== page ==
5 MIN READ
These Teachers Find Creative Ways to Economize on School Supplies
Hawaii second-grade teacher Brenda Barker is one part educator, one part crafter and one part bargain shopper.
“There’s always a way to make things usable,” said Barker, who wielded green spray paint to transform a rusty, discarded file sorter into a drying rack for her students’ artwork last week, just before the start of the school year.
As classes resume this fall, Barker and thousands of other teachers across the U.S., have to get creative to equip their classrooms adequately. They dig into their own pockets, hamstrung by tight school budgets, and rely on their ingenuity.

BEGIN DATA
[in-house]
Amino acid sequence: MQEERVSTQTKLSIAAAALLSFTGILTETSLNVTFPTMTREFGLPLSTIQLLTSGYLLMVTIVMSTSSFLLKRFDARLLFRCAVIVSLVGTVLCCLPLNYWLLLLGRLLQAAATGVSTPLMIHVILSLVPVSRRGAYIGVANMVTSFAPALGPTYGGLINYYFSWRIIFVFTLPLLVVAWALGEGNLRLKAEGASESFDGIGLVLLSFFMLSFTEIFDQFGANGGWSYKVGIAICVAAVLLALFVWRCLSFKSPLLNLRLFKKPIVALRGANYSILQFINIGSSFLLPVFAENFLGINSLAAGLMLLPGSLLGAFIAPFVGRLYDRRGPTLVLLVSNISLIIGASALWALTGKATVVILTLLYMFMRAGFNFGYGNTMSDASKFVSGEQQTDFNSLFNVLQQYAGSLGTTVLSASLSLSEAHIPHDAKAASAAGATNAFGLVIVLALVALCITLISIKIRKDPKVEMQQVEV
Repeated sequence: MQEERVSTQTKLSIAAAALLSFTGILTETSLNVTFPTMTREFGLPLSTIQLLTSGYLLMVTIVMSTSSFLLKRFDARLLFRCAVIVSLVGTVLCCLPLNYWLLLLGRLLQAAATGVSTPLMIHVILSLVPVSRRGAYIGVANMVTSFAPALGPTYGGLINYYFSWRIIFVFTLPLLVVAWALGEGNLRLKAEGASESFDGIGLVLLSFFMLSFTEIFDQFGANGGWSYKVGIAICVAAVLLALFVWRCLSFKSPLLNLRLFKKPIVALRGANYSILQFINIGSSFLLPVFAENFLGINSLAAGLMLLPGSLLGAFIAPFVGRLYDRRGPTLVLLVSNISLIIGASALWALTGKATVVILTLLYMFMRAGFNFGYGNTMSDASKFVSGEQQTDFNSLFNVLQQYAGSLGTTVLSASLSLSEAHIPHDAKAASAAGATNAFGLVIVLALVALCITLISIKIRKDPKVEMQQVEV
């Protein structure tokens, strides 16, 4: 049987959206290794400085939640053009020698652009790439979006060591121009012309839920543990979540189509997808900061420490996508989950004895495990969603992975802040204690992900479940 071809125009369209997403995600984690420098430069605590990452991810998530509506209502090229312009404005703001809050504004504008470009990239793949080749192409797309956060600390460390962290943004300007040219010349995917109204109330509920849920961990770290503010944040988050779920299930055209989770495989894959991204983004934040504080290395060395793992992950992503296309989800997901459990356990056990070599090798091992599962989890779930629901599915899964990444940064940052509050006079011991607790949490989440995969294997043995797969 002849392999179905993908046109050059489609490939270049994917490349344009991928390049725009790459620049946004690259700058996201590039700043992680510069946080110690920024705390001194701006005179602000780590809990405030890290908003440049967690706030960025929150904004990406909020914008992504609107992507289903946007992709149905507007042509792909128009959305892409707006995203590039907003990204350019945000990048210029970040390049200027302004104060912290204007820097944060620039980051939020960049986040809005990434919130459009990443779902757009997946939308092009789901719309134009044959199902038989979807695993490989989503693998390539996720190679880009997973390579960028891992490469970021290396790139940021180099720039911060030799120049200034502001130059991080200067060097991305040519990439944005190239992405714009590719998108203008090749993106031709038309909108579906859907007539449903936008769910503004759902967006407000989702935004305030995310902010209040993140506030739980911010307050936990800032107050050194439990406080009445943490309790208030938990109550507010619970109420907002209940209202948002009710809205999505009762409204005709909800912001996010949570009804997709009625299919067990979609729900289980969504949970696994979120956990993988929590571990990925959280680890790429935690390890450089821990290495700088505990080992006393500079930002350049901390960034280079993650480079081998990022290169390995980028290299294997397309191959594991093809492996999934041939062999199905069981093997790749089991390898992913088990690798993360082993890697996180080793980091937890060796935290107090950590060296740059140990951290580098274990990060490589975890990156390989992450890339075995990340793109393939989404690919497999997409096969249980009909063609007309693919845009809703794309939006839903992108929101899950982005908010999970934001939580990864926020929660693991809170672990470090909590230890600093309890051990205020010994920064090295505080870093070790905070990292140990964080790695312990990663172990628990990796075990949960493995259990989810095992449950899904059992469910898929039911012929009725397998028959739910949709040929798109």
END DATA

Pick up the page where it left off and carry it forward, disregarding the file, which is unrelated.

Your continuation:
Los Angeles-area high school English teacher Donna Kaminsky tackles the challenge by encouraging friends who go to conferences to bring back free pens and donate them to her classroom. Kaminsky, an avid biker, once rented a motorcycle in Chicago and asked whether she could keep the pen she used to sign the contract. When she explained her situation, the company gave her a box of Harley-Davidson pens for her students.
“Every hotel I stay at, I steal all the pens,” Kaminsky said with a chuckle.
The 30-year teaching veteran also employs more conventional ways of making sure her students, who largely come from disadvantaged homes, have what they need. She shops back-to-school sales for ruled paper, notebooks and, yes, pens at Staples, Office Depot and Michaels. All offer discounts for teachers — especially at the beginning of the school year, she said. Unlike in more affluent districts, Kaminsky can’t rely on parents to fill in the gaps.